11:10 p.m.: Missed the Prodigy but we heard their dad-dance was as uninspiring and dated as it was at Coachella. Since Offspring forget to take their backstage pass from us we stick around to see if we can spot Axl Rose and confirm those rumors about his hair (you know which ones we mean). Security step in to stop us and everyone else on either side of the stage from moving as they clear a path behind the main arena. Offspring, Slipknot, Incubus and various stagehands are caught up in the cattle stall. Twenty angry minutes go by before finally two funeral-style black cars drive up. Axl, dressed in a black football jersey with the number 99 on it, black pants and a red bandana gets out and makes his way up the staircase toward the stage. The VIP's start booing him. Some throw beer cans. Axl waves at us like the pope and runs on stage.
11.30 p.m. - 1:00 a.m.: "Welcome to the Jungle" is how Gn'R start their set, an hour and a half late. They play all the hits: "You Could Be Mine," "Live and Let Die," "November Rain," "Sweet Child of Mine," and a few of the new ones which are slightly electronic. Lucky for us they get back to the rest of the hits fairly quickly.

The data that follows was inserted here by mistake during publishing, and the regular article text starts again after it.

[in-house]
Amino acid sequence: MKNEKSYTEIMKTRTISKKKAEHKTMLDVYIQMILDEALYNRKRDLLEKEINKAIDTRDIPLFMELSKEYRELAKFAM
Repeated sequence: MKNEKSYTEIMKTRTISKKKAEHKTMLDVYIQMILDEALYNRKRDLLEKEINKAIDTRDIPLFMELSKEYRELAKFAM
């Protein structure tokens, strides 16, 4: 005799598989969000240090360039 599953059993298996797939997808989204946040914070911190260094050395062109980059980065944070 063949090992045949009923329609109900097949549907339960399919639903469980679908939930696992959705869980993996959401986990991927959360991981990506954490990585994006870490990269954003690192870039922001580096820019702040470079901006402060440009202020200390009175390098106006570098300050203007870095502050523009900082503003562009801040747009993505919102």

Buckethead, the new guitarist, wears a bucket on his head, a creepy white mask and swings his unusually long facial hair. The new bassist jumps around in a prison style suit and Axl's rocks his red dreads which Liz, a Slipknot fan from Liverpool, claims are made of cat hair. At one point someone from the pit shouts, "Where's Slash?" to Axl. "Where's Slash," he replies. "He's up my ass."
Saturday, August 24th
12:00 p.m.: The great thing about these British music festivals is no matter what the weatherman tells you, he's always wrong. He told us to expect light showers, but about a minute into the drizzle, mother nature decides to have a little, no, a lot of fun, tossing the wet stuff down in buckets. Some dull British girl rock band is on the main stage, so we shrug it off and make a beeline for dryness under the VIP bar. So have the Lo Fidelity Allstars, various unknown members of British indie bands (the hair horrors!) and the Breeders' Kim Deal, who asks us about Gn'R last night. We direct her to "G," a hatted man who doesn't want anyone to know he video taped Axl and co.'s performance, unless of course that person is famous.
3:00 p.m.: The Dandy Warhols, who are over here so much they might as well be British, jump the main stage. We'd like to hear the new stuff they've done with Duran Duran, but they stick to the hits like "Not If You Were the Last Junkie on Earth."